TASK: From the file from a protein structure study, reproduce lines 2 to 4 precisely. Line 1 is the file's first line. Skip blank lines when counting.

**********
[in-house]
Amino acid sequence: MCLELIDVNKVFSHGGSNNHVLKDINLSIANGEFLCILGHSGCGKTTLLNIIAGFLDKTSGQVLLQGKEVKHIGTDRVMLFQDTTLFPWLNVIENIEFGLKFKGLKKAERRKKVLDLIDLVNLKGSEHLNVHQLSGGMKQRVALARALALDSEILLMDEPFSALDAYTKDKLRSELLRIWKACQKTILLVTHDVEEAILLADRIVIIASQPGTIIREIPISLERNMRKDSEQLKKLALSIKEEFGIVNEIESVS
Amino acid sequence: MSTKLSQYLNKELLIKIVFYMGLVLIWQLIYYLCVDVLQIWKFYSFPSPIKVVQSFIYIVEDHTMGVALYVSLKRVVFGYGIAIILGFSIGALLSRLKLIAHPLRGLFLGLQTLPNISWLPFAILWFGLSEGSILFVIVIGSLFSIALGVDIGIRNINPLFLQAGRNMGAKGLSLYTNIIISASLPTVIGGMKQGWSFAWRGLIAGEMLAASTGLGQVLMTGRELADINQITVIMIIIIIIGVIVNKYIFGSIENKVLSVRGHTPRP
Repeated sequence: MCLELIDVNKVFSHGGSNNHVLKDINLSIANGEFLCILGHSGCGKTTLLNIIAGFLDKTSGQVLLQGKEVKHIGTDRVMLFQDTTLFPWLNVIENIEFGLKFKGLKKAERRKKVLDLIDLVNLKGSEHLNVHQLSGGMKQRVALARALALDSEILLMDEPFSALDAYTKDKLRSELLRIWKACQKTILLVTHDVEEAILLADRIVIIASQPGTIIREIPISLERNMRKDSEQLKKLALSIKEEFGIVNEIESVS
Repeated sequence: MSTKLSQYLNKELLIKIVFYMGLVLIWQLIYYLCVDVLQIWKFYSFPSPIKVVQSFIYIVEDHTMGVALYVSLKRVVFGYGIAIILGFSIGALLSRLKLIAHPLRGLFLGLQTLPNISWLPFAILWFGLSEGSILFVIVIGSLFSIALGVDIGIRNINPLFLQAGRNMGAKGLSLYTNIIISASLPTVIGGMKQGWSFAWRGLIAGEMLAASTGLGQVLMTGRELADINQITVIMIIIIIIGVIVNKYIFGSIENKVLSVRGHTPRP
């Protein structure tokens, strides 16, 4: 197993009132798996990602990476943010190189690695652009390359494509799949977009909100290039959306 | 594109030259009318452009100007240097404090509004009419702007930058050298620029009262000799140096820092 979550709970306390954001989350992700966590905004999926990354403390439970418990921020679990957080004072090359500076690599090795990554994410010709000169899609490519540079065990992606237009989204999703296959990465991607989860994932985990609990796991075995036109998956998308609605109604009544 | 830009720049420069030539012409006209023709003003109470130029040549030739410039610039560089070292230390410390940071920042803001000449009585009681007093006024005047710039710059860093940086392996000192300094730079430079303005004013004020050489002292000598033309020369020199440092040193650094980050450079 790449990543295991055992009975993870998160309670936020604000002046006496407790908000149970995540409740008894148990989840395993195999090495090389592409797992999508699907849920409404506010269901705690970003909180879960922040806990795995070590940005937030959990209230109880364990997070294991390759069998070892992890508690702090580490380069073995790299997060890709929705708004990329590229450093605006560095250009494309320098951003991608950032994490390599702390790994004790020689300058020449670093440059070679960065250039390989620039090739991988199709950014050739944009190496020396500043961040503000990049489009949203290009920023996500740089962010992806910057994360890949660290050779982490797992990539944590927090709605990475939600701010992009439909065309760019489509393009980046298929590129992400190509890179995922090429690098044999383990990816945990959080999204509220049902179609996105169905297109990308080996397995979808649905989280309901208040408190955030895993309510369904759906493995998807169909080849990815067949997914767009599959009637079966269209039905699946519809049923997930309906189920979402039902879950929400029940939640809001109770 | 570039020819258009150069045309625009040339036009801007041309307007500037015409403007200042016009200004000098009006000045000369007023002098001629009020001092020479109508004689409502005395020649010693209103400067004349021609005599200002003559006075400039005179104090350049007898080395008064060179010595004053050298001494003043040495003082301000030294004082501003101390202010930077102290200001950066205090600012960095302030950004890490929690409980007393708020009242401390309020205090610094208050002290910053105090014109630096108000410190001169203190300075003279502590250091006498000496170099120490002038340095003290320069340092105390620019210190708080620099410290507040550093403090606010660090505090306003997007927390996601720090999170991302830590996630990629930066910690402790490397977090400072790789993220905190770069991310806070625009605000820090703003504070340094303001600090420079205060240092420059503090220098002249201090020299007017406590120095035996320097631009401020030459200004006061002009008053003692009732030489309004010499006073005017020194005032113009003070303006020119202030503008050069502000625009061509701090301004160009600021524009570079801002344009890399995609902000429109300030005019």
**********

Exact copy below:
Amino acid sequence: MCLELIDVNKVFSHGGSNNHVLKDINLSIANGEFLCILGHSGCGKTTLLNIIAGFLDKTSGQVLLQGKEVKHIGTDRVMLFQDTTLFPWLNVIENIEFGLKFKGLKKAERRKKVLDLIDLVNLKGSEHLNVHQLSGGMKQRVALARALALDSEILLMDEPFSALDAYTKDKLRSELLRIWKACQKTILLVTHDVEEAILLADRIVIIASQPGTIIREIPISLERNMRKDSEQLKKLALSIKEEFGIVNEIESVS
Amino acid sequence: MSTKLSQYLNKELLIKIVFYMGLVLIWQLIYYLCVDVLQIWKFYSFPSPIKVVQSFIYIVEDHTMGVALYVSLKRVVFGYGIAIILGFSIGALLSRLKLIAHPLRGLFLGLQTLPNISWLPFAILWFGLSEGSILFVIVIGSLFSIALGVDIGIRNINPLFLQAGRNMGAKGLSLYTNIIISASLPTVIGGMKQGWSFAWRGLIAGEMLAASTGLGQVLMTGRELADINQITVIMIIIIIIGVIVNKYIFGSIENKVLSVRGHTPRP
Repeated sequence: MCLELIDVNKVFSHGGSNNHVLKDINLSIANGEFLCILGHSGCGKTTLLNIIAGFLDKTSGQVLLQGKEVKHIGTDRVMLFQDTTLFPWLNVIENIEFGLKFKGLKKAERRKKVLDLIDLVNLKGSEHLNVHQLSGGMKQRVALARALALDSEILLMDEPFSALDAYTKDKLRSELLRIWKACQKTILLVTHDVEEAILLADRIVIIASQPGTIIREIPISLERNMRKDSEQLKKLALSIKEEFGIVNEIESVS